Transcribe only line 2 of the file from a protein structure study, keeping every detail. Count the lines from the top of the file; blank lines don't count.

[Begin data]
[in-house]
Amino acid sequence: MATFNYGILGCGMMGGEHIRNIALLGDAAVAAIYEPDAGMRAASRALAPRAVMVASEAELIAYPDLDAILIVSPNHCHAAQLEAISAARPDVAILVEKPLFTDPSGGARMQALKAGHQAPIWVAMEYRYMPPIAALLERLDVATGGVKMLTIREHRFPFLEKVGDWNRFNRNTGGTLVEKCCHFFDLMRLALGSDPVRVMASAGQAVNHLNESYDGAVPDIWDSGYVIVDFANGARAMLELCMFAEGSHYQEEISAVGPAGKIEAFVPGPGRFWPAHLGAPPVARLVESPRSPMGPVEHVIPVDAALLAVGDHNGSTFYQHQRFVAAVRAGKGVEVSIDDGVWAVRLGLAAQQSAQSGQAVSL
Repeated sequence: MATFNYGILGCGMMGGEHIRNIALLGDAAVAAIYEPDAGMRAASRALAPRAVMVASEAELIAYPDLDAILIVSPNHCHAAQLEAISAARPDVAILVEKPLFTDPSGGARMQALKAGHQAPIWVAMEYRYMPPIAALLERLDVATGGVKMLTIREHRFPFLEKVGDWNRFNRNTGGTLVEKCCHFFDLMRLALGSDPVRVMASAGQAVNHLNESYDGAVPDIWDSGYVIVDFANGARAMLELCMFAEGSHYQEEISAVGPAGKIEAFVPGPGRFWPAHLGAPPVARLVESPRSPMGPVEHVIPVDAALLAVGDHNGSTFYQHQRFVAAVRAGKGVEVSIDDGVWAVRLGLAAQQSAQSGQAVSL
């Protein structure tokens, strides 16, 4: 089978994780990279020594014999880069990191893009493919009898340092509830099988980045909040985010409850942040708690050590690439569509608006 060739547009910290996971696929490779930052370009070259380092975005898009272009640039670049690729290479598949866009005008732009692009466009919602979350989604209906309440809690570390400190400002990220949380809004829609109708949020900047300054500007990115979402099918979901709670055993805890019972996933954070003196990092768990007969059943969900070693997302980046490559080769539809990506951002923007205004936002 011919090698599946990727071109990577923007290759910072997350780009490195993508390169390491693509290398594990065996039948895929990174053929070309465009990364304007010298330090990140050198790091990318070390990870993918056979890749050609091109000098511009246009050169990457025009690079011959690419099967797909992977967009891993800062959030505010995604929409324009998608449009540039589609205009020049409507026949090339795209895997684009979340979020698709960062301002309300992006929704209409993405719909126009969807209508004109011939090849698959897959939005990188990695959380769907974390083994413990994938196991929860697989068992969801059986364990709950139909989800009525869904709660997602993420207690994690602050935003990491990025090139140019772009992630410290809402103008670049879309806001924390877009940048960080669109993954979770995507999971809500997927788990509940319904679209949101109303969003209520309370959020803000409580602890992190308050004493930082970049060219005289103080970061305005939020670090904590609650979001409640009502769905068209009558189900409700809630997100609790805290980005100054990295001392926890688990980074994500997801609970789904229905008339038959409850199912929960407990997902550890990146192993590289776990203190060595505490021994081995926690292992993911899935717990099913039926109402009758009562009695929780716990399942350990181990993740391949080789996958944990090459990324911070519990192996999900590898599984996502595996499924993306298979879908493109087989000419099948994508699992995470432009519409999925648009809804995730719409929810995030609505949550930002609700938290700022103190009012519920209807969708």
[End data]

Amino acid sequence: MATFNYGILGCGMMGGEHIRNIALLGDAAVAAIYEPDAGMRAASRALAPRAVMVASEAELIAYPDLDAILIVSPNHCHAAQLEAISAARPDVAILVEKPLFTDPSGGARMQALKAGHQAPIWVAMEYRYMPPIAALLERLDVATGGVKMLTIREHRFPFLEKVGDWNRFNRNTGGTLVEKCCHFFDLMRLALGSDPVRVMASAGQAVNHLNESYDGAVPDIWDSGYVIVDFANGARAMLELCMFAEGSHYQEEISAVGPAGKIEAFVPGPGRFWPAHLGAPPVARLVESPRSPMGPVEHVIPVDAALLAVGDHNGSTFYQHQRFVAAVRAGKGVEVSIDDGVWAVRLGLAAQQSAQSGQAVSL